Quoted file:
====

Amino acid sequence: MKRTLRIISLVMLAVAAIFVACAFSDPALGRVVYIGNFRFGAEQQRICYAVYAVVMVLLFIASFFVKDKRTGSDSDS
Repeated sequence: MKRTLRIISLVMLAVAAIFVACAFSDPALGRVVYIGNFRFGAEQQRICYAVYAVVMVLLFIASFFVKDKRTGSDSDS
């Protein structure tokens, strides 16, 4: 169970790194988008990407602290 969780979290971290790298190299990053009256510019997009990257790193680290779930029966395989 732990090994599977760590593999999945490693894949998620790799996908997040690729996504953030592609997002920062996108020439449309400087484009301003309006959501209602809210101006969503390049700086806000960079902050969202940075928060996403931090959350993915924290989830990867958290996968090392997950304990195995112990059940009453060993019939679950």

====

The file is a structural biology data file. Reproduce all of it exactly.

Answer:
Amino acid sequence: MKRTLRIISLVMLAVAAIFVACAFSDPALGRVVYIGNFRFGAEQQRICYAVYAVVMVLLFIASFFVKDKRTGSDSDS
Repeated sequence: MKRTLRIISLVMLAVAAIFVACAFSDPALGRVVYIGNFRFGAEQQRICYAVYAVVMVLLFIASFFVKDKRTGSDSDS
């Protein structure tokens, strides 16, 4: 169970790194988008990407602290 969780979290971290790298190299990053009256510019997009990257790193680290779930029966395989 732990090994599977760590593999999945490693894949998620790799996908997040690729996504953030592609997002920062996108020439449309400087484009301003309006959501209602809210101006969503390049700086806000960079902050969202940075928060996403931090959350993915924290989830990867958290996968090392997950304990195995112990059940009453060993019939679950």